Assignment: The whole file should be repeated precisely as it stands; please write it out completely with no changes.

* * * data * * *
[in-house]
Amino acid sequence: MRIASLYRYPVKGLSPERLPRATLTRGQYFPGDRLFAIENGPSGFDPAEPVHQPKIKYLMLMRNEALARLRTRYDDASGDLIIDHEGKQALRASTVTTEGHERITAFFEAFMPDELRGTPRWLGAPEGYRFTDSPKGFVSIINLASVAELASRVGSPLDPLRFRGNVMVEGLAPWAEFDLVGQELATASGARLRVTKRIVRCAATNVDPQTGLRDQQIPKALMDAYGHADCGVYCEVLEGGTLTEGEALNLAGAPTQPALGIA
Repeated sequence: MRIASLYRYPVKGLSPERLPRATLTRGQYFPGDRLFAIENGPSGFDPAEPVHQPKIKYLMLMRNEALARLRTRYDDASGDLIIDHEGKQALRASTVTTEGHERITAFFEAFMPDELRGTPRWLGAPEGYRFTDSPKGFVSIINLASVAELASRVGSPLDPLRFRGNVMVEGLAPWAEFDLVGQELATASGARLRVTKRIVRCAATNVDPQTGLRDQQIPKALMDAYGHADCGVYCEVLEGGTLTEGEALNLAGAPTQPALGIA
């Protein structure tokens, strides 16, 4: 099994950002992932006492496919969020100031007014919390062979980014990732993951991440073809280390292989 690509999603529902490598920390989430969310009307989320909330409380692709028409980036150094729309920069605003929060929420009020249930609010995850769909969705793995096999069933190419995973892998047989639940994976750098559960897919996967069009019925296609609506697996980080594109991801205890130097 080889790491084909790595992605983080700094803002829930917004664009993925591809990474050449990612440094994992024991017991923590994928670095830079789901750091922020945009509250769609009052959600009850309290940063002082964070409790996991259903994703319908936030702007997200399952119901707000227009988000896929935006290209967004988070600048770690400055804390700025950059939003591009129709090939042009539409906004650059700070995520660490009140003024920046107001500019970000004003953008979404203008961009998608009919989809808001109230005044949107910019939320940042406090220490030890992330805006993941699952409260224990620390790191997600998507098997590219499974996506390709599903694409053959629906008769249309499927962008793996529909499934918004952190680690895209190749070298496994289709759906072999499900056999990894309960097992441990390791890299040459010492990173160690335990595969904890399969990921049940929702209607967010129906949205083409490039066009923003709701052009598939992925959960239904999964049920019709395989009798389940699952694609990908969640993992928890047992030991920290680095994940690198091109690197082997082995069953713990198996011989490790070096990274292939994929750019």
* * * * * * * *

[in-house]
Amino acid sequence: MRIASLYRYPVKGLSPERLPRATLTRGQYFPGDRLFAIENGPSGFDPAEPVHQPKIKYLMLMRNEALARLRTRYDDASGDLIIDHEGKQALRASTVTTEGHERITAFFEAFMPDELRGTPRWLGAPEGYRFTDSPKGFVSIINLASVAELASRVGSPLDPLRFRGNVMVEGLAPWAEFDLVGQELATASGARLRVTKRIVRCAATNVDPQTGLRDQQIPKALMDAYGHADCGVYCEVLEGGTLTEGEALNLAGAPTQPALGIA
Repeated sequence: MRIASLYRYPVKGLSPERLPRATLTRGQYFPGDRLFAIENGPSGFDPAEPVHQPKIKYLMLMRNEALARLRTRYDDASGDLIIDHEGKQALRASTVTTEGHERITAFFEAFMPDELRGTPRWLGAPEGYRFTDSPKGFVSIINLASVAELASRVGSPLDPLRFRGNVMVEGLAPWAEFDLVGQELATASGARLRVTKRIVRCAATNVDPQTGLRDQQIPKALMDAYGHADCGVYCEVLEGGTLTEGEALNLAGAPTQPALGIA
């Protein structure tokens, strides 16, 4: 099994950002992932006492496919969020100031007014919390062979980014990732993951991440073809280390292989 690509999603529902490598920390989430969310009307989320909330409380692709028409980036150094729309920069605003929060929420009020249930609010995850769909969705793995096999069933190419995973892998047989639940994976750098559960897919996967069009019925296609609506697996980080594109991801205890130097 080889790491084909790595992605983080700094803002829930917004664009993925591809990474050449990612440094994992024991017991923590994928670095830079789901750091922020945009509250769609009052959600009850309290940063002082964070409790996991259903994703319908936030702007997200399952119901707000227009988000896929935006290209967004988070600048770690400055804390700025950059939003591009129709090939042009539409906004650059700070995520660490009140003024920046107001500019970000004003953008979404203008961009998608009919989809808001109230005044949107910019939320940042406090220490030890992330805006993941699952409260224990620390790191997600998507098997590219499974996506390709599903694409053959629906008769249309499927962008793996529909499934918004952190680690895209190749070298496994289709759906072999499900056999990894309960097992441990390791890299040459010492990173160690335990595969904890399969990921049940929702209607967010129906949205083409490039066009923003709701052009598939992925959960239904999964049920019709395989009798389940699952694609990908969640993992928890047992030991920290680095994940690198091109690197082997082995069953713990198996011989490790070096990274292939994929750019």